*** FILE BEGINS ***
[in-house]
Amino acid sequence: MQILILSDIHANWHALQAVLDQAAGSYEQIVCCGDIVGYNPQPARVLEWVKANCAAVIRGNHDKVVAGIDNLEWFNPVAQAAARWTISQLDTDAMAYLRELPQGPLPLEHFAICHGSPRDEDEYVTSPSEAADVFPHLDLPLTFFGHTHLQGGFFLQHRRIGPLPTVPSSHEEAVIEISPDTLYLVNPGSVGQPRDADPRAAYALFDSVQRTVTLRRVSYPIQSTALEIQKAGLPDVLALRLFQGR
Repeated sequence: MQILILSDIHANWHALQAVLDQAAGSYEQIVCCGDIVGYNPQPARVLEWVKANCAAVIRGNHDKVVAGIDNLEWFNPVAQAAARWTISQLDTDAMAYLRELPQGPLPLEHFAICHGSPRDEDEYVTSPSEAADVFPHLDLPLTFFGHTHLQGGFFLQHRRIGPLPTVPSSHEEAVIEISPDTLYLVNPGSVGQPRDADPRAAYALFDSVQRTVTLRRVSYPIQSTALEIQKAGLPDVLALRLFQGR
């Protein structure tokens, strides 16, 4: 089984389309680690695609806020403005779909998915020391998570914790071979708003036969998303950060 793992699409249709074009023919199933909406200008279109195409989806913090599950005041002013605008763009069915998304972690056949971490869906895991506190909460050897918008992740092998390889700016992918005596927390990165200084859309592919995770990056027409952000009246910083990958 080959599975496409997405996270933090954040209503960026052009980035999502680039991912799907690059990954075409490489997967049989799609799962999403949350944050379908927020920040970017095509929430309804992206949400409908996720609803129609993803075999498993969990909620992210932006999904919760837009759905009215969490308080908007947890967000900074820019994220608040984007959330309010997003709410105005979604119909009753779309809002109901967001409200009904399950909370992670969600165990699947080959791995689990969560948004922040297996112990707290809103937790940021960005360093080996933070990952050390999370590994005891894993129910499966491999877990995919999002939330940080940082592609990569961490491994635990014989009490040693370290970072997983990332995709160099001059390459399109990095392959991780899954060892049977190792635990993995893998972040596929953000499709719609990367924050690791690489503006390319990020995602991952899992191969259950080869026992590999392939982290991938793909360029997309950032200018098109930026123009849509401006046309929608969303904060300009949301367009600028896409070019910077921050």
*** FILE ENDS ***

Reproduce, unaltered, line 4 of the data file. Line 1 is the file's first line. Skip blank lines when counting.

């Protein structure tokens, strides 16, 4: 089984389309680690695609806020403005779909998915020391998570914790071979708003036969998303950060 793992699409249709074009023919199933909406200008279109195409989806913090599950005041002013605008763009069915998304972690056949971490869906895991506190909460050897918008992740092998390889700016992918005596927390990165200084859309592919995770990056027409952000009246910083990958 080959599975496409997405996270933090954040209503960026052009980035999502680039991912799907690059990954075409490489997967049989799609799962999403949350944050379908927020920040970017095509929430309804992206949400409908996720609803129609993803075999498993969990909620992210932006999904919760837009759905009215969490308080908007947890967000900074820019994220608040984007959330309010997003709410105005979604119909009753779309809002109901967001409200009904399950909370992670969600165990699947080959791995689990969560948004922040297996112990707290809103937790940021960005360093080996933070990952050390999370590994005891894993129910499966491999877990995919999002939330940080940082592609990569961490491994635990014989009490040693370290970072997983990332995709160099001059390459399109990095392959991780899954060892049977190792635990993995893998972040596929953000499709719609990367924050690791690489503006390319990020995602991952899992191969259950080869026992590999392939982290991938793909360029997309950032200018098109930026123009849509401006046309929608969303904060300009949301367009600028896409070019910077921050």